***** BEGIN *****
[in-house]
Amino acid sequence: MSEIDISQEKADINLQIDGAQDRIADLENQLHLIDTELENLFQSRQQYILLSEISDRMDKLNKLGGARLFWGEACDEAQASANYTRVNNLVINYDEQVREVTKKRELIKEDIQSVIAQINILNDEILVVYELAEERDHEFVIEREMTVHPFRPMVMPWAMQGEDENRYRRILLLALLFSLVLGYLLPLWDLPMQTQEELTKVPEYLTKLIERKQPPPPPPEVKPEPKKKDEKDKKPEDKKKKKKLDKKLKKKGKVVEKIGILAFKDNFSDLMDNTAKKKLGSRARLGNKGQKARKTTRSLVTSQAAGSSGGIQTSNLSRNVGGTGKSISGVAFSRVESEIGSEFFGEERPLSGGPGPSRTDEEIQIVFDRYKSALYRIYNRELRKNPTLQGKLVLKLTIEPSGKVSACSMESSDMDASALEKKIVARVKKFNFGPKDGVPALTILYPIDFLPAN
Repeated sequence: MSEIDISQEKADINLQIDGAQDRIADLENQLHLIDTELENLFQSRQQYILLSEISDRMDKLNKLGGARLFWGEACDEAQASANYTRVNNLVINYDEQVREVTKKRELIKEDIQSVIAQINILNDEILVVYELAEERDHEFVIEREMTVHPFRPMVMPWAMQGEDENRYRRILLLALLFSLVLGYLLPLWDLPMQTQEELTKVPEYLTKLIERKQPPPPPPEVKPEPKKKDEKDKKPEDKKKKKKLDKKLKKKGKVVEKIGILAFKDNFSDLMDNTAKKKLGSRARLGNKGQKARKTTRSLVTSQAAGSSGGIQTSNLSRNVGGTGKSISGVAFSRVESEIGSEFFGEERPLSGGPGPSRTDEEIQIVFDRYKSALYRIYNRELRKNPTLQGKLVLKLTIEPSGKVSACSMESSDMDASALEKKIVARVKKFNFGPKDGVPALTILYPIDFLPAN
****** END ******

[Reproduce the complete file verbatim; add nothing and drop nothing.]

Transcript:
[in-house]
Amino acid sequence: MSEIDISQEKADINLQIDGAQDRIADLENQLHLIDTELENLFQSRQQYILLSEISDRMDKLNKLGGARLFWGEACDEAQASANYTRVNNLVINYDEQVREVTKKRELIKEDIQSVIAQINILNDEILVVYELAEERDHEFVIEREMTVHPFRPMVMPWAMQGEDENRYRRILLLALLFSLVLGYLLPLWDLPMQTQEELTKVPEYLTKLIERKQPPPPPPEVKPEPKKKDEKDKKPEDKKKKKKLDKKLKKKGKVVEKIGILAFKDNFSDLMDNTAKKKLGSRARLGNKGQKARKTTRSLVTSQAAGSSGGIQTSNLSRNVGGTGKSISGVAFSRVESEIGSEFFGEERPLSGGPGPSRTDEEIQIVFDRYKSALYRIYNRELRKNPTLQGKLVLKLTIEPSGKVSACSMESSDMDASALEKKIVARVKKFNFGPKDGVPALTILYPIDFLPAN
Repeated sequence: MSEIDISQEKADINLQIDGAQDRIADLENQLHLIDTELENLFQSRQQYILLSEISDRMDKLNKLGGARLFWGEACDEAQASANYTRVNNLVINYDEQVREVTKKRELIKEDIQSVIAQINILNDEILVVYELAEERDHEFVIEREMTVHPFRPMVMPWAMQGEDENRYRRILLLALLFSLVLGYLLPLWDLPMQTQEELTKVPEYLTKLIERKQPPPPPPEVKPEPKKKDEKDKKPEDKKKKKKLDKKLKKKGKVVEKIGILAFKDNFSDLMDNTAKKKLGSRARLGNKGQKARKTTRSLVTSQAAGSSGGIQTSNLSRNVGGTGKSISGVAFSRVESEIGSEFFGEERPLSGGPGPSRTDEEIQIVFDRYKSALYRIYNRELRKNPTLQGKLVLKLTIEPSGKVSACSMESSDMDASALEKKIVARVKKFNFGPKDGVPALTILYPIDFLPAN